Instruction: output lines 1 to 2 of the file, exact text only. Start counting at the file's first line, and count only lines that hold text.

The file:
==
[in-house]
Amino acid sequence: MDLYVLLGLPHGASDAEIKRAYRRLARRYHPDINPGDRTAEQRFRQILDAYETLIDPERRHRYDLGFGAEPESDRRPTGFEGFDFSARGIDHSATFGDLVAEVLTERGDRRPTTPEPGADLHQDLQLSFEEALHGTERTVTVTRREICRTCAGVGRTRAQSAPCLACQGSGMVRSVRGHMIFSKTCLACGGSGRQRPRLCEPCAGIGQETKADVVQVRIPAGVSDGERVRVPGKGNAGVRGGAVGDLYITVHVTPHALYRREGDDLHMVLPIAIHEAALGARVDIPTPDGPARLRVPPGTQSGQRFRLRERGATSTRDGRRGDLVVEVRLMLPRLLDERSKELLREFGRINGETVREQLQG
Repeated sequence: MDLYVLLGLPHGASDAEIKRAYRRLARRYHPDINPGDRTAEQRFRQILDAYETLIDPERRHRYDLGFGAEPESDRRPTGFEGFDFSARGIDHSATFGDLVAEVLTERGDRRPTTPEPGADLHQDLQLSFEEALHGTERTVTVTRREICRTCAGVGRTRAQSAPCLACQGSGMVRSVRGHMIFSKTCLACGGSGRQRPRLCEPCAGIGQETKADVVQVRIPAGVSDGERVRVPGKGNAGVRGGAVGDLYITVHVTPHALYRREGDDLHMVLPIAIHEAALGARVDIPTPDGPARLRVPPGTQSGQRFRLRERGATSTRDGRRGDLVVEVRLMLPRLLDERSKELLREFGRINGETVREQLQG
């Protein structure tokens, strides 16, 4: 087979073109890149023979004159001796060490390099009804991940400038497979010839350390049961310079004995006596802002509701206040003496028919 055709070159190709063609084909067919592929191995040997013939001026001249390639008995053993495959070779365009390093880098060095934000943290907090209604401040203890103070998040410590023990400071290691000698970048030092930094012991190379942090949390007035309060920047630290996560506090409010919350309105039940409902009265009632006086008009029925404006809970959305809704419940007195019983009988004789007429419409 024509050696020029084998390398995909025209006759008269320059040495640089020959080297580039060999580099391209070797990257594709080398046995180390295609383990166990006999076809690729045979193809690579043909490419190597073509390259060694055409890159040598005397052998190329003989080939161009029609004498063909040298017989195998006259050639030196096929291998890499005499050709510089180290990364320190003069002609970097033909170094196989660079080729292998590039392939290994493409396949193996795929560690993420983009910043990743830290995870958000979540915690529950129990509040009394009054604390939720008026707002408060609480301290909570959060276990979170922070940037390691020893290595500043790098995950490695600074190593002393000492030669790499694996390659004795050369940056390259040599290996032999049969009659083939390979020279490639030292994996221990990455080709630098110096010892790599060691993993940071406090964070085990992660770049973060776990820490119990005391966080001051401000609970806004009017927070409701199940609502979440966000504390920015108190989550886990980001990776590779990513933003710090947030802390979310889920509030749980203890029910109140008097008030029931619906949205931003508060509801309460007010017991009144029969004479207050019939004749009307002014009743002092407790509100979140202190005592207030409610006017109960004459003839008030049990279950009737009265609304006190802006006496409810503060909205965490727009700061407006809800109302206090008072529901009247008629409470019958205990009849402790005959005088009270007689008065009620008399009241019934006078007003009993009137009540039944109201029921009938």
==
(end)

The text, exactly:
[in-house]
Amino acid sequence: MDLYVLLGLPHGASDAEIKRAYRRLARRYHPDINPGDRTAEQRFRQILDAYETLIDPERRHRYDLGFGAEPESDRRPTGFEGFDFSARGIDHSATFGDLVAEVLTERGDRRPTTPEPGADLHQDLQLSFEEALHGTERTVTVTRREICRTCAGVGRTRAQSAPCLACQGSGMVRSVRGHMIFSKTCLACGGSGRQRPRLCEPCAGIGQETKADVVQVRIPAGVSDGERVRVPGKGNAGVRGGAVGDLYITVHVTPHALYRREGDDLHMVLPIAIHEAALGARVDIPTPDGPARLRVPPGTQSGQRFRLRERGATSTRDGRRGDLVVEVRLMLPRLLDERSKELLREFGRINGETVREQLQG